More isn’t always better, especially when it comes to more and larger juniper trees on the landscape of southern Wyoming. The Rocky Mountain Elk Foundation teamed up with the Bureau of Land Management to remove encroaching junipers. Doing so rejuvenates sagebrush and other native vegetation which benefits sage grouse, mule deer and even domestic livestock.
“These are the kinds of projects the Rocky Mountain Elk Foundation enjoys funding,” Blake Henning, RMEF chief conservation officer for RMEF, told the Montana Standard. “Juniper invasion is a significant problem in several intermountain states so we are using funds from our local banquet program to fund these habitat improvement projects. It’s a great partnership with BLM and others.”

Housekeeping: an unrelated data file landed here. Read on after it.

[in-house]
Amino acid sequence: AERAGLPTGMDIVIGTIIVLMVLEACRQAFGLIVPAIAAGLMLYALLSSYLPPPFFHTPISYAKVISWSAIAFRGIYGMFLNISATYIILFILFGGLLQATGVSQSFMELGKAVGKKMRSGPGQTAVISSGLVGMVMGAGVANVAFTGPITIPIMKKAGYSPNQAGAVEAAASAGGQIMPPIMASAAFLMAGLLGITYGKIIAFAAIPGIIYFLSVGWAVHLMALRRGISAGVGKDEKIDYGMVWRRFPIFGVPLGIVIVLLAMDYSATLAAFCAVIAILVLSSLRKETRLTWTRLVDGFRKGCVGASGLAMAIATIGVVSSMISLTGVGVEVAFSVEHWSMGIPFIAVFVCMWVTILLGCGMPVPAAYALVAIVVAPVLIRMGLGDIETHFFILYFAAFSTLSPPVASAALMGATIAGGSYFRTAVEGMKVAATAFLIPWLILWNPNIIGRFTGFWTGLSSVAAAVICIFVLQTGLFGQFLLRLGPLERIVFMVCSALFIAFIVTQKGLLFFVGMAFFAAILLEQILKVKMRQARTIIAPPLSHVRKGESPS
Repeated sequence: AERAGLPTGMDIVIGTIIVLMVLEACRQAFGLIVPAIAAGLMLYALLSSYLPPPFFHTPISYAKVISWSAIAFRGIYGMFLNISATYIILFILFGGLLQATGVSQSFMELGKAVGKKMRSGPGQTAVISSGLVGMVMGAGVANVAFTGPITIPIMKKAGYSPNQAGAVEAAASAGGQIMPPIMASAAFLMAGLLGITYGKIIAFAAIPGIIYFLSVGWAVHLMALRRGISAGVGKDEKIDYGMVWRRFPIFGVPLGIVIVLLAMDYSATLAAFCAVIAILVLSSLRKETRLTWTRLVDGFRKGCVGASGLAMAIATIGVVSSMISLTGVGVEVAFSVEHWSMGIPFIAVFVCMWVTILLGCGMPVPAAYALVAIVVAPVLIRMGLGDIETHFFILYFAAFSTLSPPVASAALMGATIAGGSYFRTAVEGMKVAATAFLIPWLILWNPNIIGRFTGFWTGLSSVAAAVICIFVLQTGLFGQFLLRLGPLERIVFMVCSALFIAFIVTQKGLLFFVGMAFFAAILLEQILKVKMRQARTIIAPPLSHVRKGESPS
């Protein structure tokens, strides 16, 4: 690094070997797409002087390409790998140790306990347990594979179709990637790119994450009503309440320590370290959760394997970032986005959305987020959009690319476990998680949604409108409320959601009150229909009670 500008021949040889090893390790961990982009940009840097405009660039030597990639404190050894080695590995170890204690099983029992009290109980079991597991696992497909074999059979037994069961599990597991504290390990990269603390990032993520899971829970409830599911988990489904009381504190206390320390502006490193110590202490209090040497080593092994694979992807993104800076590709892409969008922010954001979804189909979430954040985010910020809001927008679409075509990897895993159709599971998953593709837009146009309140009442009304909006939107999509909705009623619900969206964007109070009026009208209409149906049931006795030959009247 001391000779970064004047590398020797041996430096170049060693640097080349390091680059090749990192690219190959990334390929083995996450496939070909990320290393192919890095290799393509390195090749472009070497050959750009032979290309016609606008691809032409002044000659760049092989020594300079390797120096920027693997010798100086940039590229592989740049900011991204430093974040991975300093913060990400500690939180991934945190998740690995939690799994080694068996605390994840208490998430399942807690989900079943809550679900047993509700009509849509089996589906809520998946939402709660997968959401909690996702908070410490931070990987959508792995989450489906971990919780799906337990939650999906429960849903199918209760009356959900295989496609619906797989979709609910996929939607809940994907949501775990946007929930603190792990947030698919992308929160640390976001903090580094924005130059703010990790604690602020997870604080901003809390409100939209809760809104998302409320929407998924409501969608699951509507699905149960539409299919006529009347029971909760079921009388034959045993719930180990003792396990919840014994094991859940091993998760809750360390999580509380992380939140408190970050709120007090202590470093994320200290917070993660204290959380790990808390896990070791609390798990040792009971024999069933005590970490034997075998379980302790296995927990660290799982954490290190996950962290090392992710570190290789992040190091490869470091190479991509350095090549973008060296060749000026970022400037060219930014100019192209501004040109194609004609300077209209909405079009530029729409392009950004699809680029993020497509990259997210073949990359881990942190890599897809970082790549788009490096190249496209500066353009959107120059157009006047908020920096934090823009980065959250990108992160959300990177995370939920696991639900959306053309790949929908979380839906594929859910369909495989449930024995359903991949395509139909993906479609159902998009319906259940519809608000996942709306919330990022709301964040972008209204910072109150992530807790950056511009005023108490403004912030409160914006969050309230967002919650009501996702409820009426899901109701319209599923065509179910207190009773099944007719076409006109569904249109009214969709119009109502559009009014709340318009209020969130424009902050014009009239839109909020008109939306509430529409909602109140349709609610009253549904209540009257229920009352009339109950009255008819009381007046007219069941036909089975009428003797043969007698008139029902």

According to the article, a mature juniper tree can suck 40 gallons of water from the soil on a warm summer day. That’s significant when you consider, this particular area receives barely over a foot of water year-round.
This project began in 2014 and treated 1,300 acres so far. The goal is to eventually treat more than 12,000 acres.
(Photo source: Bureau of Land Management)